The concept of covers in music is something we're all familiar with. It's practiced with music of all languages, by artists of all nationalities, as they seek to pay tribute to the original singer of a given song. Generally, this all takes place within the context of a single language, months or years after the original piece was recorded.
What happens sometimes, though, is that the original artist himself will record a version of his own song in another language. The song is marketed at the same time as the one in the original language, allowing the singer to make a crossover into another language's market.
Quite often, the crossover will take place with an English-speaking singer recording in Spanish, or, a Spanish-speaking one singing in English to capture a new audience. Indeed, Spanish is a very common target for singers trying to make a crossover, as we will see below. This is oftentimes the case with Americans as well as Italians, as they're able to market themselves even more in the markets of Latin America and Spain. For Spanish-language artists, we see that they tend to record in English, but, also, in Portuguese, for the Brazilian market.
While a couple of the artists reviewed for this list also recorded in Japanese, we are concerned here with Romance languages. To qualify, the singer had to have recorded the versions in both languages himself, with at least one of the languages being a Romance one. Popularity, and overall success were also looked at, more than just about the songs, this is about the artists.
With that said, here are the top ten Romance language crossovers.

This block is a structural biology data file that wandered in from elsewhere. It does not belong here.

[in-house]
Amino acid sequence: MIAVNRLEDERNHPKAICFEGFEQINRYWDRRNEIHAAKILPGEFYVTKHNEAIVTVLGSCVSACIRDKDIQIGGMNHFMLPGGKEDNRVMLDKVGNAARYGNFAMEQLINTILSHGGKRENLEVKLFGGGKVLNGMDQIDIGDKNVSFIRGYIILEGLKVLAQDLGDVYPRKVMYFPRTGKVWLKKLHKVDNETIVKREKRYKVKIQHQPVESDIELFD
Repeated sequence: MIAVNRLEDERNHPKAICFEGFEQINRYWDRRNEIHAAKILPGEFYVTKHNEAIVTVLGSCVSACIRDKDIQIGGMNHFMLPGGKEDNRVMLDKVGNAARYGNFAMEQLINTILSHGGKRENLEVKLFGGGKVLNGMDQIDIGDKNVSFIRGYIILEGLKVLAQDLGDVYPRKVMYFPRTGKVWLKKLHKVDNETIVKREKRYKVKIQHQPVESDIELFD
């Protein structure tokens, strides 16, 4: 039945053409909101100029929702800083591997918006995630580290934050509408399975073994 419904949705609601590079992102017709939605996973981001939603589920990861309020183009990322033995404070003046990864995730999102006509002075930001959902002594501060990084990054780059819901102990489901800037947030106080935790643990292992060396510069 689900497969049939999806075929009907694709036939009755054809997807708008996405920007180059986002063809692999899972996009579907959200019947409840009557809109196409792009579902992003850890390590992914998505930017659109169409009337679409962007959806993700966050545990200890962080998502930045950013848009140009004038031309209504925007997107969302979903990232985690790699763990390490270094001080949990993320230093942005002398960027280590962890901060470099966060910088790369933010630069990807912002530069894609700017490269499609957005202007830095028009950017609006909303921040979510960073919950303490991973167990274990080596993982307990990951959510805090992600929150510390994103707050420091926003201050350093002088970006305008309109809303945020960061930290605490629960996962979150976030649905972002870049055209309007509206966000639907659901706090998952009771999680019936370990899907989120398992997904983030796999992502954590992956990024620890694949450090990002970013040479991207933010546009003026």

Each song is accompanied with a short segment from the lyrics, for
Click on each picture to listen to the song. If you have trouble loading the videos, try opening them in a new window or tab.
#10. Jennifer Lopez
Languages: English, Spanish
Born in New York and of Puerto Rican descent, Jennifer Lopez has recorded many of her songs in Spanish; she even released a full album in this language in 2007. When speaking, Jennifer's accent is, as expected, mainly Puerto Rican.
"Love is paid with love" is the literal translation of the song's Spanish version.
Languages: Spanish, Portuguese
The Mexican teen sensation that made its way around the world. And they made it to Brazil too (one of their interviews in Brazil discussed before).
Their Portuguese translations follow the Spanish very closely, almost word by word quite often. A peculiarity here is that they recorded with a Brazilian pronunciation, though they retained the tu verbal forms in Portuguese, which is otherwise a feature of European Portuguese.
Brazilians welcomed the Portuguese versions, but many still preferred the Spanish originals because: one, they could already understand the Spanish songs; and, two, RBD sings with a thick accent in Portuguese. The band learned the songs with the help of a tutor who taught them the pronunciation in the recording studio, as they admitted in an interview, and, other than that, they don't speak Portuguese.
#8. Christina Aguilera
Languages: English, Spanish
Born in the US to an Ecuadorian father, Christina's Spanish pronunciation is impeccable. However, she is not fluent in Spanish, having to resort to an earpiece for simultaneous translation in interviews with the Spanish-speaking media. Nonetheless, she has taken advantage of her Hispanic ancestry to promote various works recorded in Spanish throughout her music career. Like Jennifer Lopez, Christina has also released Spanish-only albums.
#7. Tiziano Ferro
Languages: Italian, Spanish
The Italian who, in 2006, shared with the Italian public how he felt about Mexican women: "It's impossible to say that, in Mexico, you'll find the world's most beautiful women, with all due respect — they have mustaches", adding that, perhaps, Salma Hayek was one exception to that rule. His claim was not taken lightly by the Mexican media, and he was heavily criticized. His career certainly started to suffer, which caused Tiziano later to admit that he was simply joking. With Mexico being the bridge to the Latin American market, the damage caused in his Spanish-speaking audience would take time to heal.